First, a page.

Summer is just around the corner and here is some recommendations on what to see while wandering around the area close to Montepulciano, in order to get a taste of the diversity and beauty of this magnificent part of Tuscany.
Traces have been found that this area was inhabited from the Neolithic to the Bronze age and this hamlet was also known in Roman times. The history of Pienza coincides with that of its founder, Enea Silvio Piccolomini, later to become Pope Pio II. When his family was forced out of Siena, they took refuge in Corsignano, in the Val d'Orcia, where they owned a house and some land. Enea Silvio was born here in 1405 in a small fortified hamlet built around a Romanesque parish church.When he became Pope decided to transform his birthplace from a hamlet into a town. He invited famous architects and artists to create what he renamed "Pienza", a city which is a monument to the Renaissance. It is difficult to know what Pienza would have become if Pio II had not died suddenly on the eve of his crusade in 1464. After his death Pienza remained unchanged, perfectly balanced in its modern geometry. The Piazza Pio II, laid out by Bernardo Rossellino, demonstrates an architectural and philosophical concept that represents the Humanist movement. In the square, the celebrated cathedral "domus vitrea", with a Renaissance facade and a Gothic interior, contains works by some of the finest artists from that period: Giovanni di Paolo, Matteo di Giovanni, il Vecchietta, Sano di Pietro; here you can see fine wooden choir stalls in Gothic style and other sacred works of great value. In the majestic Papal residence Palazzo Piccolomini, there is a museum, in the "Sala d'Armi" there is a display of arms and one can visit the Pope's Bedroom, the Library and the collection of medals of Pio II and Pio III. The Museo Diocesano (in Palazzo Vescovile) contains beautiful Flemish tapestries from the XV-XVI century and works by Bartolo di Fredi, Vecchietta, Maestro dell'Osservanza, Sano di Pietro and Pellegrino di Marino. In 1996 Pienza was recognized by UNESCO for its cultural value and went on to be part of the World Heritage List.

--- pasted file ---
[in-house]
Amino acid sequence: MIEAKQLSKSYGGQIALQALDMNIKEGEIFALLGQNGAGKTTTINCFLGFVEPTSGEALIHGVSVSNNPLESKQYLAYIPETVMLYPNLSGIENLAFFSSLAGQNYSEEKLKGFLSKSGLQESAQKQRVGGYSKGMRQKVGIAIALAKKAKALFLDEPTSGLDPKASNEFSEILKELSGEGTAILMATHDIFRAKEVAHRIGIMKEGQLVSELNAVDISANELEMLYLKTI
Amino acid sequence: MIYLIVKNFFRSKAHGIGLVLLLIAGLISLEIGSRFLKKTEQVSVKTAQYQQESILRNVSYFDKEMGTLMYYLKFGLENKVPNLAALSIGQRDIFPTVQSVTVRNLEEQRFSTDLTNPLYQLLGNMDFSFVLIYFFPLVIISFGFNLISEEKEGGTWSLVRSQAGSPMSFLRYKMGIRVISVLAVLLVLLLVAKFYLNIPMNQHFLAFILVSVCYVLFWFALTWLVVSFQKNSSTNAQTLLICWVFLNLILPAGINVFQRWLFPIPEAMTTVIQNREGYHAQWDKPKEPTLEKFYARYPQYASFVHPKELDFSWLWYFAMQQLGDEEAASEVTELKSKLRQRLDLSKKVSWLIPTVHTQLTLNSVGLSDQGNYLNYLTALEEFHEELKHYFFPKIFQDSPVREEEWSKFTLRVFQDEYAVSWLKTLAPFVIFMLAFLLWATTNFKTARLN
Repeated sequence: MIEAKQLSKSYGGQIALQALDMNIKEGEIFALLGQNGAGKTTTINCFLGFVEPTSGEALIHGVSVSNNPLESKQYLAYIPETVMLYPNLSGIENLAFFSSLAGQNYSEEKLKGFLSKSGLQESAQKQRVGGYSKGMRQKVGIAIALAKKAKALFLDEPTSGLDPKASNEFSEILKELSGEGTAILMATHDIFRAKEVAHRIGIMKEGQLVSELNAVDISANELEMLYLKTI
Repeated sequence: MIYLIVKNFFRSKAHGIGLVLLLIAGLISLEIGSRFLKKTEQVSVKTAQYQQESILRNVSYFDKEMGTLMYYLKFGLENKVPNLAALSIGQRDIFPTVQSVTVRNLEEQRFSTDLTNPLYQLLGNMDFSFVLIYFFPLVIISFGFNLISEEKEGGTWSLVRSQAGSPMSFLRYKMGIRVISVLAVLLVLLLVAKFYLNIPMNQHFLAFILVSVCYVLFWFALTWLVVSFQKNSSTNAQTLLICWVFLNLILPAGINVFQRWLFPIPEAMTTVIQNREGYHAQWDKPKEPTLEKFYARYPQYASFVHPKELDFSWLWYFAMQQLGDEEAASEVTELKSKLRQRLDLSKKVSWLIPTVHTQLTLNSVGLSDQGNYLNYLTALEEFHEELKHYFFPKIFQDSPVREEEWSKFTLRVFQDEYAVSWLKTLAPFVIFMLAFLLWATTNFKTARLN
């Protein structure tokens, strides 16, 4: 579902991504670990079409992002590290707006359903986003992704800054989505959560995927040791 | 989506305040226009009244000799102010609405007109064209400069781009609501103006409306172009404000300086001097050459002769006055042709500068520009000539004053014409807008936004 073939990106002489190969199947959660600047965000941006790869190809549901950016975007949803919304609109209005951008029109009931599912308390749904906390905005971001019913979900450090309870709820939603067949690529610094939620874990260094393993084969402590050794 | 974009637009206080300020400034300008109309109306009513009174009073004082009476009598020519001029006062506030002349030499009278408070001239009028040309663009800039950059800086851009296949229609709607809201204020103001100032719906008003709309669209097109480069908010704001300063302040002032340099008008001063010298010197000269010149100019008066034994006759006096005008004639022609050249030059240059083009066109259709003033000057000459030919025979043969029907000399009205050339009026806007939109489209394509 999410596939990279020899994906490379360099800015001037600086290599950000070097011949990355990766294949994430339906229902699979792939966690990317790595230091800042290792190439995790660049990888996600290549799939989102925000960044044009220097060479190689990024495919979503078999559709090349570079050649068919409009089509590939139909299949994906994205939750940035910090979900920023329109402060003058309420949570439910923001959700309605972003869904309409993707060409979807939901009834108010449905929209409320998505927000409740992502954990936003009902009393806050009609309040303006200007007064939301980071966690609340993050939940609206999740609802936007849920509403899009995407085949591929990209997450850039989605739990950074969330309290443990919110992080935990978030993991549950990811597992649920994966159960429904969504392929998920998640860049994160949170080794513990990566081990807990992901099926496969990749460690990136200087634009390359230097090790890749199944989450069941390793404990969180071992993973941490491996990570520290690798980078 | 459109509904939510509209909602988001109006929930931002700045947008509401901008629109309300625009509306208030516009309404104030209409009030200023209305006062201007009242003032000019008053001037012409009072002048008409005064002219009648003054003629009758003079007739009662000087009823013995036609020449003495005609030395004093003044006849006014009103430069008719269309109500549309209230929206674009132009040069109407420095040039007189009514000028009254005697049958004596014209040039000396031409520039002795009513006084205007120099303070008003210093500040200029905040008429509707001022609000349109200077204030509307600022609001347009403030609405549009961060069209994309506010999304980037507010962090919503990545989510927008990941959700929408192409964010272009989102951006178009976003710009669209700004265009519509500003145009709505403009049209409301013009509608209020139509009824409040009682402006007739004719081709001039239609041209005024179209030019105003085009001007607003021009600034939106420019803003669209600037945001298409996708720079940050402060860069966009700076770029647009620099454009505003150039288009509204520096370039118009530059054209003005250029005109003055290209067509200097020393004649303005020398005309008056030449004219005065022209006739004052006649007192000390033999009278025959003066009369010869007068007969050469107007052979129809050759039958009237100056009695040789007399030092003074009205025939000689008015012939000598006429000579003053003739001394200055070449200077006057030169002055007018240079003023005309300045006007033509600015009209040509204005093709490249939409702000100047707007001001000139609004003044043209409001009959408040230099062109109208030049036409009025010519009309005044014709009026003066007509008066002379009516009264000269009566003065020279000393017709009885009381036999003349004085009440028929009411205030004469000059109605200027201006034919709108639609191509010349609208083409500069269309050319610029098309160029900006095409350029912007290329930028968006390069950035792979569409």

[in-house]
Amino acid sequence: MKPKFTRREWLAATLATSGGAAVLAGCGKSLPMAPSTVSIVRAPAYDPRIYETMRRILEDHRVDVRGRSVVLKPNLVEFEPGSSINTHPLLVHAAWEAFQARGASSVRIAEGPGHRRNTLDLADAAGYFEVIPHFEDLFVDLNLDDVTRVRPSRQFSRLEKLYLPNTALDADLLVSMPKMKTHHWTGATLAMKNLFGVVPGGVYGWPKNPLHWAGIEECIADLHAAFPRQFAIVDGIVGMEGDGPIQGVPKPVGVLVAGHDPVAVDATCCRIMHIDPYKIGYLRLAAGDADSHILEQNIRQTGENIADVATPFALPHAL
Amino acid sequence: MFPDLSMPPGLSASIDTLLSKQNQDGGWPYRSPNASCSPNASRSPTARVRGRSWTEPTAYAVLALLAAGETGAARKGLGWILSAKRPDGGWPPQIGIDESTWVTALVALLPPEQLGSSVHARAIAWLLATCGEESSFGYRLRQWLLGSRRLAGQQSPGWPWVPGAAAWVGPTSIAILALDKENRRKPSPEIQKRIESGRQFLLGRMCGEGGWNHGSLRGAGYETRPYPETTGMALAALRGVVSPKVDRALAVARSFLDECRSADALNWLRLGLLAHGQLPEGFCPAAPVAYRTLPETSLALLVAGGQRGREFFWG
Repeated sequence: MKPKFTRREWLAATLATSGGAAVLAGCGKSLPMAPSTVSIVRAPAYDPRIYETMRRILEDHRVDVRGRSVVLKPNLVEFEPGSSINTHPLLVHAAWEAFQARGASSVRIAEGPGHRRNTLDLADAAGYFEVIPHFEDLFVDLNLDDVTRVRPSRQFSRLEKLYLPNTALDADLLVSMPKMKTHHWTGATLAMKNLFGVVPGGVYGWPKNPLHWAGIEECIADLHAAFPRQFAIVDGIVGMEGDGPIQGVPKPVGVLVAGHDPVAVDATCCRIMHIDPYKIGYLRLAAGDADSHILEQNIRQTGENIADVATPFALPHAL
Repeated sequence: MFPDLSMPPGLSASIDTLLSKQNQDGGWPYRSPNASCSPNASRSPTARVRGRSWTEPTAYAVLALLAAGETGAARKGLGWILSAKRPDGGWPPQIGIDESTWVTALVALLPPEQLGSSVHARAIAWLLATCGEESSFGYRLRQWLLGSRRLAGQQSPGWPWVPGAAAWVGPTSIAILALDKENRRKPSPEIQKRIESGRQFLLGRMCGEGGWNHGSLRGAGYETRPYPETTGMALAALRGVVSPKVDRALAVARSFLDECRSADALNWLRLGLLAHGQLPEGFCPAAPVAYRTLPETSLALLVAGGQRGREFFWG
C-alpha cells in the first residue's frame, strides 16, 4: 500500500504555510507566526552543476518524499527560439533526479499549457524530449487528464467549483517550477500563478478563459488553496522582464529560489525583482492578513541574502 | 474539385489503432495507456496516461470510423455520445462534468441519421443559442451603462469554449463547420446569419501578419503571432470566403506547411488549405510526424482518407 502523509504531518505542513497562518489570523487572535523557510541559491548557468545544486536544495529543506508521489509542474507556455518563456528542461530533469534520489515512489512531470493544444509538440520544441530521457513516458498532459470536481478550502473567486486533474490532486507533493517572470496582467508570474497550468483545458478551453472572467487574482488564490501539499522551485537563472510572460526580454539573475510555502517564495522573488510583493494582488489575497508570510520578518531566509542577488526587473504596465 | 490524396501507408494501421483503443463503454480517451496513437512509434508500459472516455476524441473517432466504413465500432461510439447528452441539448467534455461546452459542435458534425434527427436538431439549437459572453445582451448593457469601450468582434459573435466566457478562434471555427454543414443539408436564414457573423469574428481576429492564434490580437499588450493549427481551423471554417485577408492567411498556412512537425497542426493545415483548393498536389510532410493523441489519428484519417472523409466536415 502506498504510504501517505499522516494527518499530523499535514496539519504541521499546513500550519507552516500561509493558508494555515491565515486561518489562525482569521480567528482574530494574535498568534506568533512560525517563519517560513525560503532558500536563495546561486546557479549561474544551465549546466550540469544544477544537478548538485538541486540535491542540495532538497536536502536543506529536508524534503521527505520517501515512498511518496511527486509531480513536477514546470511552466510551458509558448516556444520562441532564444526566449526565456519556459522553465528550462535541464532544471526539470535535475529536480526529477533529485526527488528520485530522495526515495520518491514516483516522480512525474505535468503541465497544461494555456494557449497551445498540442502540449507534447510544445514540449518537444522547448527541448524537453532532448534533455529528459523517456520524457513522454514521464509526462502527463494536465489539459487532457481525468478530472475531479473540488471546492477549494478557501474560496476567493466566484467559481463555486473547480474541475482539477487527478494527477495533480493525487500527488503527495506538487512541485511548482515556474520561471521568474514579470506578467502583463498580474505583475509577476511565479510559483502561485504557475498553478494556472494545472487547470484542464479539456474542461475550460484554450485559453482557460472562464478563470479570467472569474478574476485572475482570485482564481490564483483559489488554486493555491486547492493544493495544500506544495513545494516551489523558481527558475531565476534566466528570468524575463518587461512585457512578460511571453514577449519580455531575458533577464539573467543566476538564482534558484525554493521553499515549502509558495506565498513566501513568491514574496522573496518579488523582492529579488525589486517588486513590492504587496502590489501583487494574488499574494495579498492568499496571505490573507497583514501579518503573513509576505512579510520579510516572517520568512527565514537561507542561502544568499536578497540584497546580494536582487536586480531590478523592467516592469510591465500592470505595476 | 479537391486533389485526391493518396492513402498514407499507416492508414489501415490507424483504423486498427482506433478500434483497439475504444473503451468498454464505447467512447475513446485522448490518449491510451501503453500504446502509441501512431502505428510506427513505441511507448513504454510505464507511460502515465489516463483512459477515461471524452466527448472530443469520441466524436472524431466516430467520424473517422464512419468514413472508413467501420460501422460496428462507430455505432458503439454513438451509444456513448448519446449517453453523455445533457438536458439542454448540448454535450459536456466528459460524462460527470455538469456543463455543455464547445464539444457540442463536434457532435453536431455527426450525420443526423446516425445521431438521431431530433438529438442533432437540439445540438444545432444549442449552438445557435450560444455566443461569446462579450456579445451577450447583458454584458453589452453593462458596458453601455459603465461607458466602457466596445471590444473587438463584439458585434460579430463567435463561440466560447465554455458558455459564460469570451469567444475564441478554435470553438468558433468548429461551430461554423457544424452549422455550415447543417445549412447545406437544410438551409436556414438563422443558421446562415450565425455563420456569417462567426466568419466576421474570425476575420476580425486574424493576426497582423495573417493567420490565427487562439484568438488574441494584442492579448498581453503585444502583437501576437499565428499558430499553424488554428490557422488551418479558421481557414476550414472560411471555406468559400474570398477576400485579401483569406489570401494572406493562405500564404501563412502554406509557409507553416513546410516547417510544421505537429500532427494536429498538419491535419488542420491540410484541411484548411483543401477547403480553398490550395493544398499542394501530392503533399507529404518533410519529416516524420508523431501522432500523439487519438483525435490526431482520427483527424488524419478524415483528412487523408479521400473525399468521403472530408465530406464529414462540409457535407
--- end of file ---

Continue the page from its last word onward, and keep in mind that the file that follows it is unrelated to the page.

Monticchiello is a pretty medieval village in the heart of the Val d'Orcia, which origins lose themselves in time. The first official document dates back to 973 AD, when the marquis Lamberto Aldobrandesco surrendered the castle to the Badia Amiatina for a conspicuous sum of money. In the following years Monticchiello will belong to the Roman church and particularly to the Teutonic Order (until 1230) an order accustomed to administer a territory of frontier. The first document relating the free Commune of Monticchiello bears the date 1243. From that moment, for more that three centuries, the castle remains faithful to the Republic of Siena until its capitulation in 1559 when it became part of the Granducato of Tuscany. After five centuries, Monticchiello came under the jurisdiction of the Comune of Pienza in 1777.
Teatro Povero di Monticchiello
The "poor Theater of Monticchiello", born in 1967 by the local inhabitants, who, starting from the end of July for almost one month, they stage a drama, in the main square of the village, with daily replicas, that is completely written, directed and staged by themselves; the same staff composes the music and the scenery. Recently, they perform in the typical Val d'Orcia dialect and the whole act has been divided in two parts, the first concerning experiences of the past country life during the first half of the 20th century, the second dramatizing themes of current events. The theatrical experience of the people of Monticchiello has become a meaningful example of creating theater in Italy.